Since Bill Stepien replaced Mr. Parscale in July, the campaign has imposed a series of belt-tightening measures that have reshaped initiatives, including hiring practices, travel and the advertising budget. The number of staff members allowed to travel to events has been pared back to avoid what one senior campaign official described as “sponsoring vacations.” “The most important thing I do every day is pay attention to the budget,” Mr. Stepien said in a brief interview. He declined to discuss budget specifics but said the campaign had enough funds to win. Most visibly, the Trump campaign slashed its August television spending, mostly abandoning the airwaves during the party conventions. In the last two weeks of the month, Mr. Biden’s campaign spent $35.9 million on television, compared with $4.8 million for Mr. Trump, according to Advertising Analytics.

“We held on to cash to make sure that we’ll have the firepower that we need” for the fall, said Jason Miller, a senior Trump strategist, who contended that airing ads during the conventions would prove a waste for Mr. Biden. “We want to make sure that we’re saving it for when it really matters, when it’s going to move the needle.”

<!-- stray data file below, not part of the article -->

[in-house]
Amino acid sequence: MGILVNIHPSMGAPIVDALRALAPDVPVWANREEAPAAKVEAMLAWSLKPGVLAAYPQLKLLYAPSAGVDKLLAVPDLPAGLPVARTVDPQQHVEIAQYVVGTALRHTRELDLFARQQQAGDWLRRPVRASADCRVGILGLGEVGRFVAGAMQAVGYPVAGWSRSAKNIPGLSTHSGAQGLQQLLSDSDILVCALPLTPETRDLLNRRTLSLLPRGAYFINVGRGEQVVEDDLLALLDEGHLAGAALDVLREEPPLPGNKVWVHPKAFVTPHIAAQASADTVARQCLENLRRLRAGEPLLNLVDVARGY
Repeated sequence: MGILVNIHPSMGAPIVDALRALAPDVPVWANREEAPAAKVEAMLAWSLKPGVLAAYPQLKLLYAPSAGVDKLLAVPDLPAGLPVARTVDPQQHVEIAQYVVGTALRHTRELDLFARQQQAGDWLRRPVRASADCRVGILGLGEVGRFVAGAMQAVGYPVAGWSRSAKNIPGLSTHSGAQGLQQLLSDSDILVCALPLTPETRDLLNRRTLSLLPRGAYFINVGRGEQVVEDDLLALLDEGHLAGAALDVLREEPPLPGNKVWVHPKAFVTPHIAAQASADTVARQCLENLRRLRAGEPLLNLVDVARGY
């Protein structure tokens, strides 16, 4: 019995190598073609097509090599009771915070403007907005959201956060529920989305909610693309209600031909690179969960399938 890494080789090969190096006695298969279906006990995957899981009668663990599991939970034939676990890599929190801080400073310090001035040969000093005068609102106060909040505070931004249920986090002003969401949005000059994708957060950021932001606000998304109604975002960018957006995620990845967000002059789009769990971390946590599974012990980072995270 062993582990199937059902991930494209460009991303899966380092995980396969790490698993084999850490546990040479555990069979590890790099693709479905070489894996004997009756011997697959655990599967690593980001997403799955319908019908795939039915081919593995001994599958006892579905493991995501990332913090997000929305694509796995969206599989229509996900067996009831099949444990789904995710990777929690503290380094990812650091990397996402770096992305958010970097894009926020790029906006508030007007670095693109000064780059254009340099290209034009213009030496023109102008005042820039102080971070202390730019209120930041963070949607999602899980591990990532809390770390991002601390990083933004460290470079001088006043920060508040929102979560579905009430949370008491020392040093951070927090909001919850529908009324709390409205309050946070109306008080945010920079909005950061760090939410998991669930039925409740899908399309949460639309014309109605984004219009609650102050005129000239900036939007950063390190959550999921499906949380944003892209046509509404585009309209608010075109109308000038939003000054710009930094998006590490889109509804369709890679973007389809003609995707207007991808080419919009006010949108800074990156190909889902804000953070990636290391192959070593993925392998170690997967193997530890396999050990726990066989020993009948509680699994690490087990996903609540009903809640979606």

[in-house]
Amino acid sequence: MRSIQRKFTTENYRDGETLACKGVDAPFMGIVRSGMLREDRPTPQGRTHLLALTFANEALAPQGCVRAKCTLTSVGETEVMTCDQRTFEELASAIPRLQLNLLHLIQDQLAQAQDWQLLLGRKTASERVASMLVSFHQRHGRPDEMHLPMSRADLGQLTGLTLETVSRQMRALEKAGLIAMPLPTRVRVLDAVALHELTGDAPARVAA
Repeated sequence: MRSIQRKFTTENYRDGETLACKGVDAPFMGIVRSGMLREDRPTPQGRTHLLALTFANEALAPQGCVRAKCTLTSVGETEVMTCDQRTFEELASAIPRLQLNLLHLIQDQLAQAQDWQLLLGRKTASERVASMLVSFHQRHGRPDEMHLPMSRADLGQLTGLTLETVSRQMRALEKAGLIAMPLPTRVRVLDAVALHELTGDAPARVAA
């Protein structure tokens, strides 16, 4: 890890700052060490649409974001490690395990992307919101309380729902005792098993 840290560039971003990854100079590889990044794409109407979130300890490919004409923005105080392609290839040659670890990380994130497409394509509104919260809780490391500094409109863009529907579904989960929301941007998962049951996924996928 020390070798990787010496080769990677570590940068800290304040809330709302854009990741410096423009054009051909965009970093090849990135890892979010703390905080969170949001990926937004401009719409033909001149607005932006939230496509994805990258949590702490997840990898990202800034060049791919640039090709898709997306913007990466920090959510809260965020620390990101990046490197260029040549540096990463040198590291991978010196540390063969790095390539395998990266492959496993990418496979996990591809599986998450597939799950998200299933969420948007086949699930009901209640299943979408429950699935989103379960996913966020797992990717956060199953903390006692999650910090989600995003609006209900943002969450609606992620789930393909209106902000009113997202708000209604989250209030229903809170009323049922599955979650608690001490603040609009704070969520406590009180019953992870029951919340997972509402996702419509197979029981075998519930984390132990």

Mr. Miller defended spending money on television ads earlier this spring and summer, calling it a “tough” decision necessary to keep Mr. Trump competitive as the nation suffered through a pandemic and its economic fallout.

The Trump campaign has undertaken its own financial review of spending under Mr. Parscale. Among the first changes implemented was shutting down an ad campaign that used Mr. Parscale’s personal social media accounts to deliver pro-Trump ads. More than $800,000 had been poured into boosting Mr. Parscale’s Facebook and Instagram pages; those ads ceased the day after he was removed as campaign manager.